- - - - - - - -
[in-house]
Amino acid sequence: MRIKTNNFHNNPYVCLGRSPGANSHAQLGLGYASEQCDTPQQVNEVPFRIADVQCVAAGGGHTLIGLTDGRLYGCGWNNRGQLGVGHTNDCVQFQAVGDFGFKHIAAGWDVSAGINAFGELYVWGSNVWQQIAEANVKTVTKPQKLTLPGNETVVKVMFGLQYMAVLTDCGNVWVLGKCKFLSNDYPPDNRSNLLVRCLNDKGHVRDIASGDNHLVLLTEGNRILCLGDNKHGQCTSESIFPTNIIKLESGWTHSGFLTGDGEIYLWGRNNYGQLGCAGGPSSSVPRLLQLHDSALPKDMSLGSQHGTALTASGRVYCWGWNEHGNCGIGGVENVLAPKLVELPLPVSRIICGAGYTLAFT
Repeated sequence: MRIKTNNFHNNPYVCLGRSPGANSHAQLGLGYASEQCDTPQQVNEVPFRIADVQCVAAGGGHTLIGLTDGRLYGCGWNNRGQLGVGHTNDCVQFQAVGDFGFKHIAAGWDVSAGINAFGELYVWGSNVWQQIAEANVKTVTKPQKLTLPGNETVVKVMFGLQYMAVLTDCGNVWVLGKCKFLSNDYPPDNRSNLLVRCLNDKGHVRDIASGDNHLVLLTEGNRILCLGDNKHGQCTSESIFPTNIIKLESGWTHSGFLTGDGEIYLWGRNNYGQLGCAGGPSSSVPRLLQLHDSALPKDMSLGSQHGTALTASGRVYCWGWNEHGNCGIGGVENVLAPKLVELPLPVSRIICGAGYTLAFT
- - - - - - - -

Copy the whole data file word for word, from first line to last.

[in-house]
Amino acid sequence: MRIKTNNFHNNPYVCLGRSPGANSHAQLGLGYASEQCDTPQQVNEVPFRIADVQCVAAGGGHTLIGLTDGRLYGCGWNNRGQLGVGHTNDCVQFQAVGDFGFKHIAAGWDVSAGINAFGELYVWGSNVWQQIAEANVKTVTKPQKLTLPGNETVVKVMFGLQYMAVLTDCGNVWVLGKCKFLSNDYPPDNRSNLLVRCLNDKGHVRDIASGDNHLVLLTEGNRILCLGDNKHGQCTSESIFPTNIIKLESGWTHSGFLTGDGEIYLWGRNNYGQLGCAGGPSSSVPRLLQLHDSALPKDMSLGSQHGTALTASGRVYCWGWNEHGNCGIGGVENVLAPKLVELPLPVSRIICGAGYTLAFT
Repeated sequence: MRIKTNNFHNNPYVCLGRSPGANSHAQLGLGYASEQCDTPQQVNEVPFRIADVQCVAAGGGHTLIGLTDGRLYGCGWNNRGQLGVGHTNDCVQFQAVGDFGFKHIAAGWDVSAGINAFGELYVWGSNVWQQIAEANVKTVTKPQKLTLPGNETVVKVMFGLQYMAVLTDCGNVWVLGKCKFLSNDYPPDNRSNLLVRCLNDKGHVRDIASGDNHLVLLTEGNRILCLGDNKHGQCTSESIFPTNIIKLESGWTHSGFLTGDGEIYLWGRNNYGQLGCAGGPSSSVPRLLQLHDSALPKDMSLGSQHGTALTASGRVYCWGWNEHGNCGIGGVENVLAPKLVELPLPVSRIICGAGYTLAFT